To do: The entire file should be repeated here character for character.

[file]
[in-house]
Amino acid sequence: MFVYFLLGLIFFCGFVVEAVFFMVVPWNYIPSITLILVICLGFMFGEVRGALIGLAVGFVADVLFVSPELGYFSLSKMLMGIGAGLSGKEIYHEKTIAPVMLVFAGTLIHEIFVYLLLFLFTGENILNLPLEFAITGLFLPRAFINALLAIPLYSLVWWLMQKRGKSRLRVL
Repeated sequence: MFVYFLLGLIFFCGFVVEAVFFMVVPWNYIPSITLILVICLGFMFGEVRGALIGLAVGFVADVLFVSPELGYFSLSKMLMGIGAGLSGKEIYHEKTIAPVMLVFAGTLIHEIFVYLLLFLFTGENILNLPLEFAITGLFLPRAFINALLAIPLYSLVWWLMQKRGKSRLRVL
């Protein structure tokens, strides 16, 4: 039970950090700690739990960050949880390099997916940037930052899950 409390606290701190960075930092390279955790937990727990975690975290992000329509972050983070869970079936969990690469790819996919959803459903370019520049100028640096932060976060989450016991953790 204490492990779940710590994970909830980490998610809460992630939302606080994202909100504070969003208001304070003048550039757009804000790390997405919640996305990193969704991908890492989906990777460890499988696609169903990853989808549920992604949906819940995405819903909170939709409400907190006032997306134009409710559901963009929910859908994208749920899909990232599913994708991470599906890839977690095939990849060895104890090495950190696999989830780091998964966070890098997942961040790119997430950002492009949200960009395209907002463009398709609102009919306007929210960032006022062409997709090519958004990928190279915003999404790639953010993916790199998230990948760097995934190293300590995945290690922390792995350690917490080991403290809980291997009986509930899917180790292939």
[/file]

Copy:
[in-house]
Amino acid sequence: MFVYFLLGLIFFCGFVVEAVFFMVVPWNYIPSITLILVICLGFMFGEVRGALIGLAVGFVADVLFVSPELGYFSLSKMLMGIGAGLSGKEIYHEKTIAPVMLVFAGTLIHEIFVYLLLFLFTGENILNLPLEFAITGLFLPRAFINALLAIPLYSLVWWLMQKRGKSRLRVL
Repeated sequence: MFVYFLLGLIFFCGFVVEAVFFMVVPWNYIPSITLILVICLGFMFGEVRGALIGLAVGFVADVLFVSPELGYFSLSKMLMGIGAGLSGKEIYHEKTIAPVMLVFAGTLIHEIFVYLLLFLFTGENILNLPLEFAITGLFLPRAFINALLAIPLYSLVWWLMQKRGKSRLRVL
């Protein structure tokens, strides 16, 4: 039970950090700690739990960050949880390099997916940037930052899950 409390606290701190960075930092390279955790937990727990975690975290992000329509972050983070869970079936969990690469790819996919959803459903370019520049100028640096932060976060989450016991953790 204490492990779940710590994970909830980490998610809460992630939302606080994202909100504070969003208001304070003048550039757009804000790390997405919640996305990193969704991908890492989906990777460890499988696609169903990853989808549920992604949906819940995405819903909170939709409400907190006032997306134009409710559901963009929910859908994208749920899909990232599913994708991470599906890839977690095939990849060895104890090495950190696999989830780091998964966070890098997942961040790119997430950002492009949200960009395209907002463009398709609102009919306007929210960032006022062409997709090519958004990928190279915003999404790639953010993916790199998230990948760097995934190293300590995945290690922390792995350690917490080991403290809980291997009986509930899917180790292939």